Social Security Experience Panels - ethnic minorities: report

This report is on research with ethnic minority groups about their past experiences of social security and the barriers that exist to them in accessing support. It provides information about the steps Social Security Scotland is taking to help overcome these barriers.

This document is part of a collection

Other social barriers

Participants also mentioned a number of social barriers which they felt had prevented themselves and others from accessing what they were entitled to.

Financial abuse

A number of participants also said that because older people were less likely to manage their claim independently, it was possible that financial abuse could prevent clients from accessing what they were entitled to. 

Several said that language barriers and lack of confidence in the system, meant that bilingual children could often end of managing their older parent’s claim. This meant that it was possible for older clients to know very little about their claim. It also meant that sometimes these clients may not receive everything that they are entitled to. 

"I’ve seen children abusing their parent’s claim and taking money from them. They take the money and keep them isolated from their money and benefits. So the system is being abused by family members and they are not looking after their parents."

"Many of us don’t know which benefit we actually receive. This is because the children take over and manage everything."

Low confidence and isolation

Many participants spoke about how it was easy for ethnic minorities to become isolated in daily life. Some felt that it was particularly easy to become isolated if people did not have good English language skills. While others talked about how language skills affected how confident they felt about approaching authorities for help.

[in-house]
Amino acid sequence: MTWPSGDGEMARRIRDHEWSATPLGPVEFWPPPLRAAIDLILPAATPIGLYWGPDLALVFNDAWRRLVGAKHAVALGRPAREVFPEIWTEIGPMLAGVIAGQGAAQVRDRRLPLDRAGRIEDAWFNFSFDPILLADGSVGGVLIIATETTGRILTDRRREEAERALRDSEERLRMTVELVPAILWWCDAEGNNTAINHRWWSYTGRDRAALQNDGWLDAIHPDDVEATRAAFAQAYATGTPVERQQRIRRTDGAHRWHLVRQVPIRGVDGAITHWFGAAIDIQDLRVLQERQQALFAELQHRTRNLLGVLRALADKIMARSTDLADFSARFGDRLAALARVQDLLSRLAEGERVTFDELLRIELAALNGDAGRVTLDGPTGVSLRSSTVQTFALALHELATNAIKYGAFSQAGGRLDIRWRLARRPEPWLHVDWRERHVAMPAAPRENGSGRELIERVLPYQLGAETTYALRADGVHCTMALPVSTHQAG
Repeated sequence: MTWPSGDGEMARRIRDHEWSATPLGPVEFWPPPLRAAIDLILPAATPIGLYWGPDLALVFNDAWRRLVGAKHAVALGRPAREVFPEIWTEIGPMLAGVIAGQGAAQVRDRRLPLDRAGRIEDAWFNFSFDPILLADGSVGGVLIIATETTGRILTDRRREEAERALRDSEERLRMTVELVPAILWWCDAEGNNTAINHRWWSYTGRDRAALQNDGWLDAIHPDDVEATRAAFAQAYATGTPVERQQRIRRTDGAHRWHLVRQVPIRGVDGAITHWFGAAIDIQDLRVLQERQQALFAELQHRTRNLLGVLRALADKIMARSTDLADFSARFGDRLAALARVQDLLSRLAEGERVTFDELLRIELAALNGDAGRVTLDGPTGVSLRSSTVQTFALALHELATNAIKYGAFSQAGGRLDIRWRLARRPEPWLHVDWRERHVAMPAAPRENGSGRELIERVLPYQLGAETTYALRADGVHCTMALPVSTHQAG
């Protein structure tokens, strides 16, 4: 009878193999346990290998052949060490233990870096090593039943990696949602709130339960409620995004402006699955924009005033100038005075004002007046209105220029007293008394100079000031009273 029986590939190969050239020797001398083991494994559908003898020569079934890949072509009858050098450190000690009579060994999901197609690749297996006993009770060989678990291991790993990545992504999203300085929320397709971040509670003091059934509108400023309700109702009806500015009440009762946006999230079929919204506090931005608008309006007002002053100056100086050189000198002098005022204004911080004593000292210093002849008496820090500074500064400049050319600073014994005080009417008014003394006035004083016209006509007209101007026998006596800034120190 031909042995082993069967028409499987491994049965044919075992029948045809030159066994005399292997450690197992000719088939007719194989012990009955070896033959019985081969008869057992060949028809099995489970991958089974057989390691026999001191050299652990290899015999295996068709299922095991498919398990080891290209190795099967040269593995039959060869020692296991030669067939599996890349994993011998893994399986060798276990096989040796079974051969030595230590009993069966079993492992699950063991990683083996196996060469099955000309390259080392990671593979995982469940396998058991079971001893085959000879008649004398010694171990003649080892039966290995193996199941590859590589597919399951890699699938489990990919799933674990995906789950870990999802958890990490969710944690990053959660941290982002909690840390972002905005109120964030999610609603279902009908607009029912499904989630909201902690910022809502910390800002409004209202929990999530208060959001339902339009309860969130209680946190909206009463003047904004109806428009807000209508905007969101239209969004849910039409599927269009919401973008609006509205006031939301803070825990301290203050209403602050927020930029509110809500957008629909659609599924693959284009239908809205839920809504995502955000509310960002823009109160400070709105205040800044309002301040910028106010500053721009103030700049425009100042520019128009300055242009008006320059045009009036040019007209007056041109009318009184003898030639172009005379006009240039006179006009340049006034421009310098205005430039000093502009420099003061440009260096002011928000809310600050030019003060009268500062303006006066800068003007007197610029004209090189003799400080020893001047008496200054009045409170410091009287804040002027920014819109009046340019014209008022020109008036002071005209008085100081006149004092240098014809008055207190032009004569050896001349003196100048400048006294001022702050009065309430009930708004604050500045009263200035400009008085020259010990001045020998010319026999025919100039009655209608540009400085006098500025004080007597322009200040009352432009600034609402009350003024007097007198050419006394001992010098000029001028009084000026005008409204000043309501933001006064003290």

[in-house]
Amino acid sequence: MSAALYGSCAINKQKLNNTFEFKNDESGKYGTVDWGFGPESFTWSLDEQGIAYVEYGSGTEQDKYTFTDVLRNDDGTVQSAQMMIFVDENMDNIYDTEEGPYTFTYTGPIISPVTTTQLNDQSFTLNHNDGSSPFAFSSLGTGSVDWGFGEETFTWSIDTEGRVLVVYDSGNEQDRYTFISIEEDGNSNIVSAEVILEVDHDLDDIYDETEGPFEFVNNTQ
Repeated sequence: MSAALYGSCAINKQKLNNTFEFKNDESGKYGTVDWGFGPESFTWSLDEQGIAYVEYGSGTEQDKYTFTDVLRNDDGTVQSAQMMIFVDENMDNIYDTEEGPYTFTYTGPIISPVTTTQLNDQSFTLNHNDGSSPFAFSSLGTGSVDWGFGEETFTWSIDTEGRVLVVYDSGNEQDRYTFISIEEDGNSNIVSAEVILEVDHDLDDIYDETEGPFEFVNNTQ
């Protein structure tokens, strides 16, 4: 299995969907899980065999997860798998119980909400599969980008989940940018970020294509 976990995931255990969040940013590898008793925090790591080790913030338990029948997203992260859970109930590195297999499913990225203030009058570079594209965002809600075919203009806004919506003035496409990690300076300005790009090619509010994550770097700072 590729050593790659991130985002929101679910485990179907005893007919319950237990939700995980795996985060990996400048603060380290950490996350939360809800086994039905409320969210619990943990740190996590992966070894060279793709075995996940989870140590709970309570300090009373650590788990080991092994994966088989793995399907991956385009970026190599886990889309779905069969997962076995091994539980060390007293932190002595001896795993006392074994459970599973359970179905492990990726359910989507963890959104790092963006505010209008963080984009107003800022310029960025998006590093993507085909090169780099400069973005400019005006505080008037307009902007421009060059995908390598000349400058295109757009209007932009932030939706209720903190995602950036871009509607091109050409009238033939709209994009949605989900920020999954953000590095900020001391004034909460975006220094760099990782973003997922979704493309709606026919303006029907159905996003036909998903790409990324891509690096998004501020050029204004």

Several talked about how they didn’t want to be a burden for society. They said that if they got in touch with authorities, they would feel like they were bothering them. 

"There is a language barrier for me. But it makes me reluctant to get in touch with people because I don’t want to be a bother."

Participants also said Social Security Scotland could find ways to empower isolated people who were not currently confident enough to engage with them. They said that it was common for older people to rely on their children or friends, and it would be a good thing if they were encouraged to get in touch on their own. 

"It is important to increase self-esteem and confidence so people can apply for themselves. Many rely on their bilingual children or workers, but if they feel that they can do it themselves, they can connect to society. It’s important if you are an immigrant that you feel able to connect to mainstream society."



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